Inc42 and Udemy, an online platform for skilled-based learning recently held a panel discussion on Getting Future Ready: Is India’s Tech Talent Ready For Future Tech Battleground exploring many critical areas of today’s talent war, such as:
- The demand-supply gap in tech talent: Where India stands
- The need for upskilling and reskilling
- Retaining the existing tech talent
- How companies are maintaining a talent pipeline for a tech-driven future
Moderated by Abhishek Sen, Partner at EY, the discussion included Harsh Kundra, CTO at LEAD; Rajat Bansal, CTO at Games 24×7; Rahul Chaudhary, head of technology and product, GlobalBees, and Wendy Hamson, director, commercial sales (APAC) at Udemy.
Decoding India’s Growing Demand For Tech Talent
With the world going digital at a breakneck speed and rapidly adopting cutting-edge technology in the wake of the pandemic, many companies now focus on building the right tech stacks for sustainable growth. These technology transformations have impacted the hiring ecosystem, compelling organisations to recruit top-rung tech resources.
“The quality of talent in the market is continuously improving. During the pandemic, a lot of organisations have created tech and product road maps and started building internal tech teams. As people’s expertise grows, the competition to recruit these extremely skilled software engineers is getting tough,’’ said Harsh Kundra, CTO at Mumbai-based edtech unicorn LEAD.
The stakes are high for beefing up the tech talent pipeline, and a distinct talent crunch has been felt across geographies and sectors. However, a NASSCOM report states that the demand-supply gap in talent acquisition is at 21.1% in India, the lowest among top tech locations such as US, China and UK. But this scenario will change soon. A recent report by NASSCOM-Zinnov says that India is likely to face a shortage of 14-19 lakh technology professionals by 2026.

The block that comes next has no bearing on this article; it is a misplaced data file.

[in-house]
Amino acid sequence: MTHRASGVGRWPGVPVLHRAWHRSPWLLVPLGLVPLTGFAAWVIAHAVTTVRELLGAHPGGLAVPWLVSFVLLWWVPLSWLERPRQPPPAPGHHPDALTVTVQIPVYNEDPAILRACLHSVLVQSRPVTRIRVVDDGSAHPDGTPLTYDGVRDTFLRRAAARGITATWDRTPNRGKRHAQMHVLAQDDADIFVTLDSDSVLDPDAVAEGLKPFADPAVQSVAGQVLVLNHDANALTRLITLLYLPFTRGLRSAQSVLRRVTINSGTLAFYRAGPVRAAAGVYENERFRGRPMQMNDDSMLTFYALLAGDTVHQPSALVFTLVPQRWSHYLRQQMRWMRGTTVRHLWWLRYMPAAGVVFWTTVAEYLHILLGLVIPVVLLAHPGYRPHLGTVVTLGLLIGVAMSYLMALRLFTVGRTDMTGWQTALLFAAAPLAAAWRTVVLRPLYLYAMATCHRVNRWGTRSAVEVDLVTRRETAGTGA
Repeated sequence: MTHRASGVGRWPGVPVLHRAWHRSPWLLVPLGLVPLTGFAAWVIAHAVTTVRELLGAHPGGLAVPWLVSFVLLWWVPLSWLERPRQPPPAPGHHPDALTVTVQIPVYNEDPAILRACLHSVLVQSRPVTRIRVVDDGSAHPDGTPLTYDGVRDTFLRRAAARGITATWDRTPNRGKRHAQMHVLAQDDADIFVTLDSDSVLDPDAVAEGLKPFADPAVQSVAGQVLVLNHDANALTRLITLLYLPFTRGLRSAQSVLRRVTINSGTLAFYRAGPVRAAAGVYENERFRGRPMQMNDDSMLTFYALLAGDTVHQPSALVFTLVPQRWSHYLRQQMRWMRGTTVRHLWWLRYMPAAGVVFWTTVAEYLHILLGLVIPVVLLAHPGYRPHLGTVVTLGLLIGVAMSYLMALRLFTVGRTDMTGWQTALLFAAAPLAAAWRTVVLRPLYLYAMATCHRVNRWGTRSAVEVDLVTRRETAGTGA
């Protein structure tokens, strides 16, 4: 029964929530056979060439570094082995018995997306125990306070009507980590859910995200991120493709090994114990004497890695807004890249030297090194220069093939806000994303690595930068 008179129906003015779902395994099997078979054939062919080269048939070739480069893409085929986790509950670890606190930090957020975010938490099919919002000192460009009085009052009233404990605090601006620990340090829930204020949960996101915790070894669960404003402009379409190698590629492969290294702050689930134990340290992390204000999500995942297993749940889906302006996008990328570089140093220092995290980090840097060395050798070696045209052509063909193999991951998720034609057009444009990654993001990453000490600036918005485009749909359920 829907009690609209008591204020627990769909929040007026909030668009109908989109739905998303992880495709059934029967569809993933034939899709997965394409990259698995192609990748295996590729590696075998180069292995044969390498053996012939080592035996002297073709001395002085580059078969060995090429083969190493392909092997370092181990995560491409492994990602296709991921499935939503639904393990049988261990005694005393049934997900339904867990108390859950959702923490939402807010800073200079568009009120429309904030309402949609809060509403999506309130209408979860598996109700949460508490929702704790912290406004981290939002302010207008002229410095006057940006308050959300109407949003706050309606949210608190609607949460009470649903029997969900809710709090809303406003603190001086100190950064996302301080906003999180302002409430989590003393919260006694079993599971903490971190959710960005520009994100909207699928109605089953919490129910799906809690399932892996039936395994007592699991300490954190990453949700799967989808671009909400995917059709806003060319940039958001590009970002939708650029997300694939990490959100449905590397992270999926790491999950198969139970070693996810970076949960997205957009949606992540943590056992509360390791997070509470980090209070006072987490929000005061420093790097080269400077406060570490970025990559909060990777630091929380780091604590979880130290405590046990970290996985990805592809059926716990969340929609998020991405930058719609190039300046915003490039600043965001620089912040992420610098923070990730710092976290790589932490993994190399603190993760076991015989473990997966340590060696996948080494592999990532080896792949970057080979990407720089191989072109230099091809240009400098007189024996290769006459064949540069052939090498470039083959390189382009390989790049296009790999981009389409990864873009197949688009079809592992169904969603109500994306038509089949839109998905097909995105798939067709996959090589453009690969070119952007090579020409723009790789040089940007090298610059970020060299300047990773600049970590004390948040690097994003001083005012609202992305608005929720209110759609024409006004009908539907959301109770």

As India is often lauded as a talent hub fuelling innovation, companies have started investing in reskilling and upskilling their employees to help them remain relevant and competitive.
“Everyone joining in wants to know how they will grow in the next few years, how they can upskill themselves and how this experience will help build their career. It has, therefore, become a very important thing for us to take them through a brief road map and the tech stack to gauge their interest,” said Rahul Chaudhary, head of technology and product at GlobalBees.
As attracting and retaining talent have become challenging, new-age companies are finding ways to widen their candidate funnel. Indian firms are heavily investing in learning and development Learning & Development initiatives to stay ahead in the tech talent war.
“Think of how we solve customer acquisition, retention and engagement issues. We need to focus on talent building similarly as it passes through these phases. As companies innovate products, organisations, too, need to innovate their tech strategy. Tech should be a core part of an organisation’s strategy. Just like you create your product road map, you should create a talent road map,” said Rajat Bansal, CTO at Games 24×7.
Tune in to this panel discussion to know how companies meet the growing demand for tech talent in today’s competitive market.